Phase III Results: Tiotropium Respimat® Is Effective In Symptomatic Asthma Patients Irrespective Of Their Allergic StatusMain Category: Respiratory / Asthma
Article Date: 26 Feb 2013
New Phase III data presented for the first time at the 2013 American Academy of Allergy, Asthma & Immunology (AAAAI) Annual Meeting
Tiotropium delivered once daily via Respimat™ significantly improved lung function and reduced asthma exacerbations in patients who remain symptomatic despite treatment with at least ICS/LABA, irrespective of their allergic status.1
These were the main findings from a new subset of data1 from the Phase III UniTinA-asthma® programme presented for the first time today at the 2013 American Academy of Allergy, Asthma & Immunology (AAAAI) Annual Meeting in San Antonio, Texas.
"Patients with asthma may respond differently to treatment based on their allergic status, therefore it is important to investigate new therapies in both allergic and non-allergic patients," said Dr. Mark Vandewalker, MD, director, Clinical Research of the Ozarks, Columbia, Missouri. "The results of these trials show that tiotropium provides additional bronchodilation and reduces exacerbation rates in asthmatics who are uncontrolled on current therapy with at least ICS/LABA regardless of their allergic status, demonstrating its potential benefit for patients who need additional asthma control."
The PrimoTinA-asthmaTM studies (1 and 2) were two replicate double-blind parallel-group trials including asthma patients with post-bronchodilator FEV1 <80% predicted and Asthma Control Questionnaire score ≥1.5 while on at least ICS/LABA. A total of 912 patients were randomised to additional tiotropium Respimat® 5 mg (n=256) or placebo (n=256) for 48 weeks.
In addition to ICS/LABA, patients in the trials were permitted to receive additional background therapy, including antihistamines, anti-allergic agents, nasal steroids and omalizumab.
To investigate the relationship between response and the patients' allergic status, a pre-planned sub-group analysis of the data from both PrimoTinA-asthmaTM studies (1 and 2) was carried out.
The subgroup of patients with potentially allergic asthma was identified using three criteria: total serum immunoglobulin E (IgE), blood eosinophils, or clinician judgment. Allergic status was positive if serum IgE was greater than 430 μg/L, blood eosinophilia was greater than 0.6 - 109/L, or clinician judgement was "yes."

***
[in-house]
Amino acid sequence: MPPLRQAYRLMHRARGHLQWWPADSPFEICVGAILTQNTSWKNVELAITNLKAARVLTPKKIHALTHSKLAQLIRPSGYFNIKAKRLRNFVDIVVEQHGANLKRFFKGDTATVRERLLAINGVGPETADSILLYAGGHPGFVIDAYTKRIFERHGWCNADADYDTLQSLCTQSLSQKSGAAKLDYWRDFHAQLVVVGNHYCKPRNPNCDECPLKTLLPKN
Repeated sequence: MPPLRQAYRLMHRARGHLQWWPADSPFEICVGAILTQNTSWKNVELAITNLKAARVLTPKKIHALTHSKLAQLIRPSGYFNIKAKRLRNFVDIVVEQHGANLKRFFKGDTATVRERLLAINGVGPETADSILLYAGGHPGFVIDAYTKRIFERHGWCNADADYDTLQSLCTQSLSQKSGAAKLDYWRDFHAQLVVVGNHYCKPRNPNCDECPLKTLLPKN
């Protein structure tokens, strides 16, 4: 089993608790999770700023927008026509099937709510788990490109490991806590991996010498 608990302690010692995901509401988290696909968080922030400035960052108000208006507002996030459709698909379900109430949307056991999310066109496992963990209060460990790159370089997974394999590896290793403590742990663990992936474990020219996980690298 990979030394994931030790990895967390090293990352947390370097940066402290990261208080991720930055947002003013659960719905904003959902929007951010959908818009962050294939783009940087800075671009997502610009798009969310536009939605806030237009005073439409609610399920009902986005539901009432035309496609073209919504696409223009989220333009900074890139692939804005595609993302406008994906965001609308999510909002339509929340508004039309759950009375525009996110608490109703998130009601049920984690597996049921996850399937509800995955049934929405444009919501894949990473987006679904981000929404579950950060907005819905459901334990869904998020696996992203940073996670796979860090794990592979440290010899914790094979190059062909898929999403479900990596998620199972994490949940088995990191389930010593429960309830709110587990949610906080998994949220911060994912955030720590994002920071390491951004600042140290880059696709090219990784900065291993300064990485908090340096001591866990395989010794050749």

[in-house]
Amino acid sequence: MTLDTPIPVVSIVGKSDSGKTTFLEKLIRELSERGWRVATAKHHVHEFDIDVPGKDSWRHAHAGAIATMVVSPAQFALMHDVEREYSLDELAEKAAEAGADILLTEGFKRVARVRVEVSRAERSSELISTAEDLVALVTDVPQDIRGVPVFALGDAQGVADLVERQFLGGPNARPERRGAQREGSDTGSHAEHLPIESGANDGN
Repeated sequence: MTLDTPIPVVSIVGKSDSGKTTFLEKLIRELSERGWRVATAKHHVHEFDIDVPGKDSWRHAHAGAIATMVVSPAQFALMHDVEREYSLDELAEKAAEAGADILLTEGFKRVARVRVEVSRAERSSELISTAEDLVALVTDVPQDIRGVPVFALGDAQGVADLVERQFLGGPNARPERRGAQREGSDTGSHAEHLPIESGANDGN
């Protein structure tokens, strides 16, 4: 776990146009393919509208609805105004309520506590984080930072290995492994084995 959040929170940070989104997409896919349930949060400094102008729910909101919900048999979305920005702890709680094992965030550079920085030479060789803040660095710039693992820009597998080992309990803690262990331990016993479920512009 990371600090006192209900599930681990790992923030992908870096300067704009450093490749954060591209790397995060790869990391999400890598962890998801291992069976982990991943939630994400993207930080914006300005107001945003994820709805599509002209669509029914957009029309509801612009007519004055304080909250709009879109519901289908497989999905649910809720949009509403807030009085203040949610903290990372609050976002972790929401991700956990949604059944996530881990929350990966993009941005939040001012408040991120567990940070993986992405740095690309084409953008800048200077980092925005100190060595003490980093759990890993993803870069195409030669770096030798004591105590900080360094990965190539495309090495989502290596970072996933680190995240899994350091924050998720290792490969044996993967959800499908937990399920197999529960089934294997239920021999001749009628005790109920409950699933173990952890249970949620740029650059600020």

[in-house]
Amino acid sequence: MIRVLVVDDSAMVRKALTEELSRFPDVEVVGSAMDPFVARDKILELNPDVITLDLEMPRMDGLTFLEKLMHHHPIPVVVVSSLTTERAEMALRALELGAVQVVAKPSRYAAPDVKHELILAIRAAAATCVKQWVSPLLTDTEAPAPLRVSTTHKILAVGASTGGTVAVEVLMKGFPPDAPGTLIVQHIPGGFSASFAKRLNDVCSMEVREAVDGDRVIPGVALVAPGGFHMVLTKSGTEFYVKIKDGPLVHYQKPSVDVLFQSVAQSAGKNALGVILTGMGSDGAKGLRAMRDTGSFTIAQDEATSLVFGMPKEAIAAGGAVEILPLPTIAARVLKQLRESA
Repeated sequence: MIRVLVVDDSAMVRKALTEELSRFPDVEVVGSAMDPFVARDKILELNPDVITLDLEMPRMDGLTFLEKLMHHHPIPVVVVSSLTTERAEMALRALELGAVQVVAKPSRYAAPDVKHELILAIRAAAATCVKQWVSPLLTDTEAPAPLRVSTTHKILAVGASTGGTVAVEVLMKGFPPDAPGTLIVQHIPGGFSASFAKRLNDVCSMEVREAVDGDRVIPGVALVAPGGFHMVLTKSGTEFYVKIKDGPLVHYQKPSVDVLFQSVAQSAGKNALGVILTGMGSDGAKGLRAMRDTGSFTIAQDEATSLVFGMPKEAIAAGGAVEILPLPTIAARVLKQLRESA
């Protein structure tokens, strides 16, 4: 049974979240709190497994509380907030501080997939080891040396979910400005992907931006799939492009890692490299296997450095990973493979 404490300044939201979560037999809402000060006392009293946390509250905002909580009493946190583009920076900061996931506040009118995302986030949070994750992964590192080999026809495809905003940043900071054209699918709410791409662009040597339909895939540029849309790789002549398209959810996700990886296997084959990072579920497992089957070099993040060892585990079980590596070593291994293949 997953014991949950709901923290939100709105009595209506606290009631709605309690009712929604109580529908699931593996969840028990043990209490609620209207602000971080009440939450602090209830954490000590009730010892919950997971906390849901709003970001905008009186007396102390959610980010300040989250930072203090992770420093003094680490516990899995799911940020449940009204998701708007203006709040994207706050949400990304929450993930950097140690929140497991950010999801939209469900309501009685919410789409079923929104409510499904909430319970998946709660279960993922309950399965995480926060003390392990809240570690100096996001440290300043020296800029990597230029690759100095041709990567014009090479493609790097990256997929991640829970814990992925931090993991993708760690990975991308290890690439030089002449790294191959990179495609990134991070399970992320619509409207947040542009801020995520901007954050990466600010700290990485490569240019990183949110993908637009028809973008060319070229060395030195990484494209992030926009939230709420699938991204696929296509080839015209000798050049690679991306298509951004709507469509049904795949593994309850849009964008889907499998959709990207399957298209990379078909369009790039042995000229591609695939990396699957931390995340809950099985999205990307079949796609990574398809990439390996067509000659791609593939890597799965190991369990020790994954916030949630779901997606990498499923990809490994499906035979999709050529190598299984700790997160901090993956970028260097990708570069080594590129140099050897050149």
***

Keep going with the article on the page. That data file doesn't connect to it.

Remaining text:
In the overall study population, adding tiotropium Respimat® provided significant lung function improvements at 24 weeks, which were sustained over 48 weeks.1 Also, patients who received tiotropium Respimat® had a 21% risk reduction (HR 0.79, P=0.03) in time to first severe exacerbation. Severe exacerbations were defined as requiring systemic corticosteroids for at least 3 days.1
Furthermore, the addition of tiotropium Respimat® reduced the risk of any asthma exacerbation, defined by a significant increase in symptoms or peak expiratory flow (PEF) drop >30% over >2 days, by 31% (P<0.0001).1
These significant improvements in lung function and reduction in exacerbations were also seen regardless of allergic status in each of the two trials. The pre-planned subgroup analyses showed that peak FEV1 improved with tiotropium in PrimoTinA-asthmaTM 1 irrespective of allergic status for IgE (P=0.86) and eosinophilia (P=0.46), and in PrimoTinA-asthmaTM 2 for IgE (P=0.98) and eosinophilia (P=0.18). There was also an improvement in clinician judgment in PrimoTinA-asthmaTM 2 (P=0.29).
Pre-dose (trough) FEV1 also improved with tiotropium compared with placebo, irrespective of allergic status, across all criteria in Trial 1 (IgE, P=0.85; eosinophilia, P=0.83; clinician judgment, P=0.15) and Trial 2 (IgE, P=0.58; eosinophilia, P=0.38; clinician judgment, P=0.85).
Pooled pre-specified data analyses from the two trials revealed that time to first severe asthma exacerbation and time to first asthma worsening were both increased with tiotropium compared with placebo not just in the overall analysis of the data, but also regardless of the patients' allergic status, based on the three criteria.
Adverse events (AEs) were balanced between the allergic and non-allergic sub groups. The most frequently reported treatment-emergent AEs in both Phase III studies included asthma, peak expiratory flow (PEF) rate decreased and nasopharyngitis.
"The UniTinA-asthmaTM trial programme is exploring whether tiotropium can address the clear unmet medical need seen in the significant number of asthma patients who remain symptomatic despite the available therapeutic options. This programme demonstrates our commitment to develop tiotropium Respimat® for a wide range of asthma patients," said Professor Klaus Dugi, Corporate Senior Vice President Medicine, Boehringer Ingelheim. "We are encouraged by these findings, as they provide us with more information on the potential of tiotropium Respimat® across new subsets of asthma patients," Professor Dugi concluded.
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